Seeing was believing for AGBU Global Leadership alumna Zenna Aghajanian
I discovered what is most important to me, all while surrounded and supported by Armenians who celebrate our cultural identity without hesitation or fear. Most importantly, I realized that I am undeniably my father's daughter.
For as long as she can remember, California-born and raised college student Zenna Aghajanian’s father, Arthur Aghajanian, would reminisce about his Manhattan adventures in New York City, thanks to the AGBU Summer Internship Program, now called Global Leadership Program (GLP). This AGBU signature program was such a life-changing experience for the American-Armenian student that he wound up attending not only one cohort but two separate sessions in different years. He credits the program for the opportunity to experience New York’s legendary prolific art scene, which enriched his learning experience.
“I was spellbound by his stories,” says Aghajanian. “His exploration of New York's art galleries, the bonds he forged with Armenians from around the world, and the opportunity to gain work experience in an exciting industry seemed a little too good to be true. Until I had the chance to see for myself.”
It was the fall of her junior year at California State University Northridge when the ambitious undergrad began to yearn for a deeper connection with her Armenian roots that extended beyond the occasional trip to Yerevan to visit relatives. Then she remembered AGBU and her father’s avid endorsement of what the Global Leadership Program had to offer young adults looking to expand their horizons in both the world of work and the Armenian community.
Following her father’s footsteps
“I actually wasn’t sure that this program still existed,” she explains. “A quick Google search revealed that it was not only alive — but thriving. So, I made the decision to follow in my father’s footsteps and embark on my first solo trip to New York with the support of AGBU.”
Fast-forward a handful of months later, Aghajanian stepped out of a taxi and into New York University’s student dormitory, where the journey begins for all GLP participants for nearly 40 years. With her interest in exploring organizational psychology, a branch of human resources, Aghajanian found that the AGBU Global Headquarters was a great place to start.
Valuable work experiences
“While my father was placed at Financial News Network in the 80s, I immersed myself in the nonprofit sector with a placement at AGBU. I got to see first-hand the inner workings of a global organization and how the different departments collaborated together to deliver amazing programs,” she explains. “I gained a profound understanding of AGBU’s mission and the remarkable initiatives in Armenia, such as AGBU EmpowerHer, AGBU Children’s Centers, the AGBU Scholarship Program and the array of discovery and identity-building programs for young children and teens. My appreciation for what the work AGBU does for the international Armenian community deepened, thanks to this first-hand experience.”
Making her own memories
That was by day — on evenings and weekends, Aghajanian was engaging in exciting events and activities with a cross-section of Armenian peers from across the country and around the world. “New York was worlds away from my suburban neighborhood,” she noted. “Being thrust into such a lively city was daunting, but experiencing it through a structured program with fellow Armenians greatly eased my transition.”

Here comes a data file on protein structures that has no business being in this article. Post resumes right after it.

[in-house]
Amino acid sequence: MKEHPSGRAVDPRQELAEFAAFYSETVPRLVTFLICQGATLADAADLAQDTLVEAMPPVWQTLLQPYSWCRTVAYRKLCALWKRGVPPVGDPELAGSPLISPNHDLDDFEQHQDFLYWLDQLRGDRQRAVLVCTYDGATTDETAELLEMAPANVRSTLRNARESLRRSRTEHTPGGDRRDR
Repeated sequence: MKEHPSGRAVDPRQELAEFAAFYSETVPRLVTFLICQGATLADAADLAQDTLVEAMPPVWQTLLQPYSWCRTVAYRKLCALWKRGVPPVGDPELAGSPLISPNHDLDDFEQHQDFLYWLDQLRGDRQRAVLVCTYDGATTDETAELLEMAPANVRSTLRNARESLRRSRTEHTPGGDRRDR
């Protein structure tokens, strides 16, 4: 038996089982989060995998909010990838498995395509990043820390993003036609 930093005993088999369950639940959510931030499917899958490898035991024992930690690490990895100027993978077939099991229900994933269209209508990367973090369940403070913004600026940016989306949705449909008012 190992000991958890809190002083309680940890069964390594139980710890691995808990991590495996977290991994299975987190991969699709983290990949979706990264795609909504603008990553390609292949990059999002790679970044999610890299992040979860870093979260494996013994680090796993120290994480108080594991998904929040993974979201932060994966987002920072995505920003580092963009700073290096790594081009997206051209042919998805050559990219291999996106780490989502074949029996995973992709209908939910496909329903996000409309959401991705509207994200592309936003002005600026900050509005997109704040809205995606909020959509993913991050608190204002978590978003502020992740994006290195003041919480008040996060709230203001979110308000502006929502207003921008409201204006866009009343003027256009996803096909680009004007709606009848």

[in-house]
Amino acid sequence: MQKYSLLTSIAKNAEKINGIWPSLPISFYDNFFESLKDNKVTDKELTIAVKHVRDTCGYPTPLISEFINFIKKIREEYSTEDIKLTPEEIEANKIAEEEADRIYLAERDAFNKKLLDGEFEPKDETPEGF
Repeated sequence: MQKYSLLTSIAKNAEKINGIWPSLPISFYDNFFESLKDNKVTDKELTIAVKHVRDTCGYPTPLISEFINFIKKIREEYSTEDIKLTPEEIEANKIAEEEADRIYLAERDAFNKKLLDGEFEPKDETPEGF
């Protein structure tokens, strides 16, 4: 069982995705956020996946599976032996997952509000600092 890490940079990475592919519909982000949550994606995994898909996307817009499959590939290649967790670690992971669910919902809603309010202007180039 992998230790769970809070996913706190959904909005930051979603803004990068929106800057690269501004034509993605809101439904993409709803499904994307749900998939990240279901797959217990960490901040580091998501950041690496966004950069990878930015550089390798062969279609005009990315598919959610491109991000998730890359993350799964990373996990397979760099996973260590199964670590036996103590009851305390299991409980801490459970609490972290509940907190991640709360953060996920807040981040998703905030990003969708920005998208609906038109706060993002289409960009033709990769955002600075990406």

Aghajanian also relished the chance to explore New York’s art scene, just as her father did at her age. “With every neighborhood I explored and every gallery I entered I could practically hear my dad’s voice in my head,” she says, knowing he would be proud of her.
Aghajanian is forever grateful for heeding her father’s words. “Describing my stay in New York this past summer as unforgettable doesn't begin to fully capture the experience. The two months were so eventful, that it wasn't until I returned home and shared my experiences with my father that I truly grasped the significance of what I had lived through,” she says. “The opportunities, connections, and self-development I gained during this time made the whole trip worth it. And my father felt the same way.”
Both generations of Aghajanians grappled with their Armenian identity prior to beginning the internship as young adults. “My father also struggled to get involved in the Armenian community, and this opportunity was, as he describes, one of the most memorable experiences of his student days — not only because of its unique location, but also the sense of kinship that he forged with his cohort.”
A summer of self-discovery
Both father and daughter were able to emerge from the program with a revitalized sense of community and identity. “He told me stories of all his outings, a memorable excursion to Lake George, and all about the enlightening speakers who would visit the interns and share their expertise on cultural and historical issues. For both of us, the program was a perfect blend of exploration in the city, visits to neighboring counties and states, and meaningful insights from guest speakers representing diverse industry backgrounds.” She highlights her own favorite moments, like kayaking on the Hudson with her cohort, forming professional connections, attending a baseball game at Yankee Stadium — and, most importantly, working at the AGBU Global headquarters.
“My summer in New York was more than just work exposure or an opportunity for fun; it was a transformative journey. I discovered what is most important to me, all while surrounded and supported by Armenians who celebrate our cultural identity without hesitation or fear. Most importantly, I realized that I am undeniably my father's daughter.”